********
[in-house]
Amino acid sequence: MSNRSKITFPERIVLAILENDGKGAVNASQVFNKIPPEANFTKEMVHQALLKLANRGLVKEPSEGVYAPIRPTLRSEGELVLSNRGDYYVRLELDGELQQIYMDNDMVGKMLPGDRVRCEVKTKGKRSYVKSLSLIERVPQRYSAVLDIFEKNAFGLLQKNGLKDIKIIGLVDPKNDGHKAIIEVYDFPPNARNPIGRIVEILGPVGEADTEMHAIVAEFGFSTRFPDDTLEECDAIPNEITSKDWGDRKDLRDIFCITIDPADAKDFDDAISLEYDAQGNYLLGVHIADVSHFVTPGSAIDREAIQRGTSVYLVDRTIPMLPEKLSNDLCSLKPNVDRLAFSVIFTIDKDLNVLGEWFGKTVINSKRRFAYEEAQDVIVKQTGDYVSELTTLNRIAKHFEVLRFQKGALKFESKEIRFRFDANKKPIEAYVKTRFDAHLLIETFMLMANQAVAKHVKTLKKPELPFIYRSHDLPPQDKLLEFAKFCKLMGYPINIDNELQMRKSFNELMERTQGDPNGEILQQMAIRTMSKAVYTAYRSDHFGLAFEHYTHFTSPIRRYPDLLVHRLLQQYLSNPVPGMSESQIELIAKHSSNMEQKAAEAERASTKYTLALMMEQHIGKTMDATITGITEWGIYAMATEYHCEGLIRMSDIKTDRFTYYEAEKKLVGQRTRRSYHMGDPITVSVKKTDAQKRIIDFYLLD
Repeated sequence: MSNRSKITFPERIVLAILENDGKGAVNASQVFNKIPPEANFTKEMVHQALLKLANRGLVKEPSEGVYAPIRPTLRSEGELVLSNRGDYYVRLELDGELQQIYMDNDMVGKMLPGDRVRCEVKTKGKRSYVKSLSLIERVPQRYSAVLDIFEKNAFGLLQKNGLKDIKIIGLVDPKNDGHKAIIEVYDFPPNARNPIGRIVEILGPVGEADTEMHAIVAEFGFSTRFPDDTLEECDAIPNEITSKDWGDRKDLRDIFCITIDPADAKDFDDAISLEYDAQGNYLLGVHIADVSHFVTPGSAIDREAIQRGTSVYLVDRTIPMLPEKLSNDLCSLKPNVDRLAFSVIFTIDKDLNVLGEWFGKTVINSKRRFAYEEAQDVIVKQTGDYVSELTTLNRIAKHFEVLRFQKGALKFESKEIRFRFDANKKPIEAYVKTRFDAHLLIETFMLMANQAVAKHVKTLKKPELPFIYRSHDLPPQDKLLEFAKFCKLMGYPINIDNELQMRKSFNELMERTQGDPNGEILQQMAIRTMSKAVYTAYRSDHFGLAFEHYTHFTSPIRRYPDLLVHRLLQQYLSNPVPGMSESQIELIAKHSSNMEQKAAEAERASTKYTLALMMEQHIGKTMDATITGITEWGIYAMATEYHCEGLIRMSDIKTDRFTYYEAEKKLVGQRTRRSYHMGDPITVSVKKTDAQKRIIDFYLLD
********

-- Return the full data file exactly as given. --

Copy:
[in-house]
Amino acid sequence: MSNRSKITFPERIVLAILENDGKGAVNASQVFNKIPPEANFTKEMVHQALLKLANRGLVKEPSEGVYAPIRPTLRSEGELVLSNRGDYYVRLELDGELQQIYMDNDMVGKMLPGDRVRCEVKTKGKRSYVKSLSLIERVPQRYSAVLDIFEKNAFGLLQKNGLKDIKIIGLVDPKNDGHKAIIEVYDFPPNARNPIGRIVEILGPVGEADTEMHAIVAEFGFSTRFPDDTLEECDAIPNEITSKDWGDRKDLRDIFCITIDPADAKDFDDAISLEYDAQGNYLLGVHIADVSHFVTPGSAIDREAIQRGTSVYLVDRTIPMLPEKLSNDLCSLKPNVDRLAFSVIFTIDKDLNVLGEWFGKTVINSKRRFAYEEAQDVIVKQTGDYVSELTTLNRIAKHFEVLRFQKGALKFESKEIRFRFDANKKPIEAYVKTRFDAHLLIETFMLMANQAVAKHVKTLKKPELPFIYRSHDLPPQDKLLEFAKFCKLMGYPINIDNELQMRKSFNELMERTQGDPNGEILQQMAIRTMSKAVYTAYRSDHFGLAFEHYTHFTSPIRRYPDLLVHRLLQQYLSNPVPGMSESQIELIAKHSSNMEQKAAEAERASTKYTLALMMEQHIGKTMDATITGITEWGIYAMATEYHCEGLIRMSDIKTDRFTYYEAEKKLVGQRTRRSYHMGDPITVSVKKTDAQKRIIDFYLLD
Repeated sequence: MSNRSKITFPERIVLAILENDGKGAVNASQVFNKIPPEANFTKEMVHQALLKLANRGLVKEPSEGVYAPIRPTLRSEGELVLSNRGDYYVRLELDGELQQIYMDNDMVGKMLPGDRVRCEVKTKGKRSYVKSLSLIERVPQRYSAVLDIFEKNAFGLLQKNGLKDIKIIGLVDPKNDGHKAIIEVYDFPPNARNPIGRIVEILGPVGEADTEMHAIVAEFGFSTRFPDDTLEECDAIPNEITSKDWGDRKDLRDIFCITIDPADAKDFDDAISLEYDAQGNYLLGVHIADVSHFVTPGSAIDREAIQRGTSVYLVDRTIPMLPEKLSNDLCSLKPNVDRLAFSVIFTIDKDLNVLGEWFGKTVINSKRRFAYEEAQDVIVKQTGDYVSELTTLNRIAKHFEVLRFQKGALKFESKEIRFRFDANKKPIEAYVKTRFDAHLLIETFMLMANQAVAKHVKTLKKPELPFIYRSHDLPPQDKLLEFAKFCKLMGYPINIDNELQMRKSFNELMERTQGDPNGEILQQMAIRTMSKAVYTAYRSDHFGLAFEHYTHFTSPIRRYPDLLVHRLLQQYLSNPVPGMSESQIELIAKHSSNMEQKAAEAERASTKYTLALMMEQHIGKTMDATITGITEWGIYAMATEYHCEGLIRMSDIKTDRFTYYEAEKKLVGQRTRRSYHMGDPITVSVKKTDAQKRIIDFYLLD